It is an axiom of due process that the government bears the burden to prove beyond a reasonable doubt every element of the charge and that that burden never shifts to the defendant. Normally, when a defendant raises an affirmative defense, this requires the government to disprove that defense beyond a reasonable doubt in order to comport with due process of law. In Smith v. United States, the Court changed the paradigm for conspiracy cases by declaring that because withdrawal of a conspiracy does not negate any element of the "conspiracy crimes" the defendant bears the burden of proof by a preponderance of the evidence to assert this affirmative defense.
Doublethink means the power of holding two contradictory beliefs in one's mind simultaneously, and accepting both of them.- George Orwell
Unpacking that a bit: conspiracy (agreement to commit a crime with knowledge of that agreement where at least one participant takes a step in furtherance of the conspired act) is a crime separate and apart from the substantive offenses. If the government has its quantum proof that an individual agreed to such an arrangement at any time, the defendant bears the burden - not of production of evidence that he withdrew from the agreement, but with a preponderance of the evidence of withdrawal from that agreement - because "withdrawal presupposes that the defendant committed the offense." The Court did not explain how any defendant could possibly so demonstrate when his co-conspirators - to whom he needed to convey his withdrawal - are probably not talking.
In truth, ALL affirmative defenses presume that the defendant committed the offense; that is kind of the point. Duress, insanity, and self defense all presume that action occurred; the element in question is the mens rea for those actions to be considered criminal. Similarly, withdrawal of a conspiracy presumes that the defendant initially agreed but then changed his mind about participating and cannot be held responsible for the later intentional acts of others. Affirmative defenses excuse or justify; they do not deny.
For example, self defense provides a complete exoneration of wrongdoing. For a defendant to obtain a jury instruction on self-defense, the evidence is viewed in the light most favorable to the defendant. That is, the court need not believe the defense, but because it is a jury question, submission of any evidence to so suggest vaults this evidence over the bar of getting to the jury and receiving the benefit of the self defense jury instruction. In Massachusetts, there are two separate self defense instructions: one for deadly force and the other for non-deadly force. The two standards are not equivalent: to justify the employment of deadly force (force intended or likely to cause death or great bodily harm), the actor must reasonably believe he was in danger of death or serious bodily harm; to justify the employment of nondeadly force (force neither intended nor likely to cause death or great bodily harm), the actor must have reasonably feared for his personal safety. But, the resulting injury is irrelevant to the analysis.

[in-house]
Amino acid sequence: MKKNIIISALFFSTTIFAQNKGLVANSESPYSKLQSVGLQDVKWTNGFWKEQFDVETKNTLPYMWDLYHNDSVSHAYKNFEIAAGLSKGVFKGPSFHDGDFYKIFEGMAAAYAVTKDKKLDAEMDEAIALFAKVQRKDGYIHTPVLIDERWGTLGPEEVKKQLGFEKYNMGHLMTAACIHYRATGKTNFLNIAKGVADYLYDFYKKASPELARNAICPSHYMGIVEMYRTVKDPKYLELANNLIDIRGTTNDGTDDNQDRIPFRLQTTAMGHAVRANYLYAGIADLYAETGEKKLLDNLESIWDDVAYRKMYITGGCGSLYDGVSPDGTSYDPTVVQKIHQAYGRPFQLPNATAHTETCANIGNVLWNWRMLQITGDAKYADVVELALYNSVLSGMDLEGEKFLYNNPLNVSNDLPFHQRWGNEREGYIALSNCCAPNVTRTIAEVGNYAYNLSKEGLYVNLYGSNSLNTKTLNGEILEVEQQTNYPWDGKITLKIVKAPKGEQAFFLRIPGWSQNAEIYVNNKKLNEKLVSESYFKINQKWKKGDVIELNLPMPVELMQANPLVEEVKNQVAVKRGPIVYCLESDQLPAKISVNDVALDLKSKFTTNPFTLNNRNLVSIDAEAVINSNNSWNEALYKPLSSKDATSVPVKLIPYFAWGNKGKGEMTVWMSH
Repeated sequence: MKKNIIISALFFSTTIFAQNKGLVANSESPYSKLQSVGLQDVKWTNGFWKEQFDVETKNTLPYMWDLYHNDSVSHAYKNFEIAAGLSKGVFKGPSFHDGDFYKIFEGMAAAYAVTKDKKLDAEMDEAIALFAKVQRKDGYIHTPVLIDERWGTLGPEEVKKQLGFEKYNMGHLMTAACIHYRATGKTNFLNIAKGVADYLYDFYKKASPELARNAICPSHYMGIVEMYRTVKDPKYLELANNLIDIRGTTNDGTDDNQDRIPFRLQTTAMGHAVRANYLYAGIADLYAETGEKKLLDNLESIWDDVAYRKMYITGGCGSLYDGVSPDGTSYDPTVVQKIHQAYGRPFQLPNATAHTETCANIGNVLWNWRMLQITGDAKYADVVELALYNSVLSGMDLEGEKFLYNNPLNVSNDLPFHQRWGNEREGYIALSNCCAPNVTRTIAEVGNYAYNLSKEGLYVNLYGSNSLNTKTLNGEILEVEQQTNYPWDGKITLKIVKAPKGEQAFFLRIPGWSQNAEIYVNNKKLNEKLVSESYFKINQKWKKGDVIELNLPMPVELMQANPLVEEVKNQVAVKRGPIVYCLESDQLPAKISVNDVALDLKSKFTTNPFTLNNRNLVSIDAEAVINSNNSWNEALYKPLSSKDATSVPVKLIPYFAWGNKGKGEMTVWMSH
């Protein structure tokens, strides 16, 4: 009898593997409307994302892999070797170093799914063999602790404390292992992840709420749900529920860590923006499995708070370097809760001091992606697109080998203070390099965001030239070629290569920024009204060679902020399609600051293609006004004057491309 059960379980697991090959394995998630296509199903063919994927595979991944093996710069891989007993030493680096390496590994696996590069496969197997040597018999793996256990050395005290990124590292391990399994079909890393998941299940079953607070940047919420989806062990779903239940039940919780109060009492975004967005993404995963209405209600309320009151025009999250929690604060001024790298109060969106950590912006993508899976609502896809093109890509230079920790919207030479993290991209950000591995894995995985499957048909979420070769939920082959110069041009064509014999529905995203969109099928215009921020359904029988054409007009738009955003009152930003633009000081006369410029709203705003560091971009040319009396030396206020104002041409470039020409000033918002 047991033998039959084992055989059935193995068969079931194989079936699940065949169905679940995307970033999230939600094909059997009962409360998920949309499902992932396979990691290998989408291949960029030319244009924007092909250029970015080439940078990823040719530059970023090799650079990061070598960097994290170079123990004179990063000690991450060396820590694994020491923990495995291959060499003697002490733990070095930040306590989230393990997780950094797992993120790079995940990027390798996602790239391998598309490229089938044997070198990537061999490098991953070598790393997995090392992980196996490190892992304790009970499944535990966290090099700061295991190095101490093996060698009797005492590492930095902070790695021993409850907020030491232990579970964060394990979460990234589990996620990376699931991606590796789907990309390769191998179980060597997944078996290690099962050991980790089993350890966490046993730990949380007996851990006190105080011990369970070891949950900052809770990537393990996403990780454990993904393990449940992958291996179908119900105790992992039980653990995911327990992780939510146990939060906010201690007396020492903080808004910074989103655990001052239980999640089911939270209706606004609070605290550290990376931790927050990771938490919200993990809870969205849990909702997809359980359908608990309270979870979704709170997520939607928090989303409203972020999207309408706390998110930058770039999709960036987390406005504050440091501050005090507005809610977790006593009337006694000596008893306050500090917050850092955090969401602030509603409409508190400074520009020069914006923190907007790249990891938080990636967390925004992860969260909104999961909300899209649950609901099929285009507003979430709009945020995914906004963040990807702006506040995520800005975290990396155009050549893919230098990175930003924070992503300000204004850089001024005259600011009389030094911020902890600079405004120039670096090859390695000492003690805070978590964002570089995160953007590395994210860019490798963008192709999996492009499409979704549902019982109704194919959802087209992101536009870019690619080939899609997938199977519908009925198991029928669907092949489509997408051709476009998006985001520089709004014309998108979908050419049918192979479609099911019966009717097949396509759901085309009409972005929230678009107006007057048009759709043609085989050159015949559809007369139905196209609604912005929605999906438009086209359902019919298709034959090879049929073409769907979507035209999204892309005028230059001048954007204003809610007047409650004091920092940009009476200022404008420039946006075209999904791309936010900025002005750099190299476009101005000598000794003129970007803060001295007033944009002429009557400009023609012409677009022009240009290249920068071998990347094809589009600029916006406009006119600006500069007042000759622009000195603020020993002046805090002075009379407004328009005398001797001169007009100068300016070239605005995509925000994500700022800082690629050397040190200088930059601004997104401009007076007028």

The burden to the defendant, however, is to raise even the slightest evidence to demonstrate that he acted out of self defense and that the force he used was appropriate given his legitimate fear in the moment. Once he satisfies that burden of production, the prosecution must disprove that claim beyond a reasonable doubt to satisfy the burden of proof. This is due process of law. "Lest there remain any doubt about the constitutional stature of the reasonable-doubt standard, we explicitly hold that the Due Process Clause protects the accused against conviction except upon proof beyond a reasonable doubt of every fact necessary to constitute the crime with which he is charged." In Re Winship, 397 U.S. 358, 364 (1970). Intent is an element of the offense and a fact necessary to prove any crime. Smith morphs the traditional burden of production into a burden of proof in contravention of all notions of due process of law.
Conspiracy itself consists of an agreement to commit wrongful acts where at least one of those who is party to the agreement takes an overt step in committing the underlying crimes. The agreement and its continuing nature is an element of the offense. Indeed, allegations of conspiracy so radically alter the rules of evidence and the notion of fair play that if the government can demonstrate by a preponderance of the evidence that a conspiracy existed, then statements of all other confederates are admissible against all involved in the conspiracy. The rationale behind this is that statements in furtherance of a conspiracy are admitted not because of their reliability but because of the legal concept of agency, that co-conspirators speak with one voice. United States v. Inadi, 475 U.S. 387, 395 (1986); Bourjaily v. United States, 483 U.S. 171, 188 (1987) (Blackmun, J. dissenting). And, to obtain submission of this type of evidence, the government need only demonstrate the agreement by a civil law standard.
The Smith case presented two affirmative defenses: (1) the defendant presented evidence that he withdrew from the conspiracy outside the limitations period with no applicable tolling period and (2) the statute of limitations prevented prosecution for the conspiracy as to him. The withdrawal provides immunity for all acts after such withdrawal and the statute of limitations defense would bar prosecution outright. For both, the defendant should be entitled to raise the defense with disproof by the government. Yet,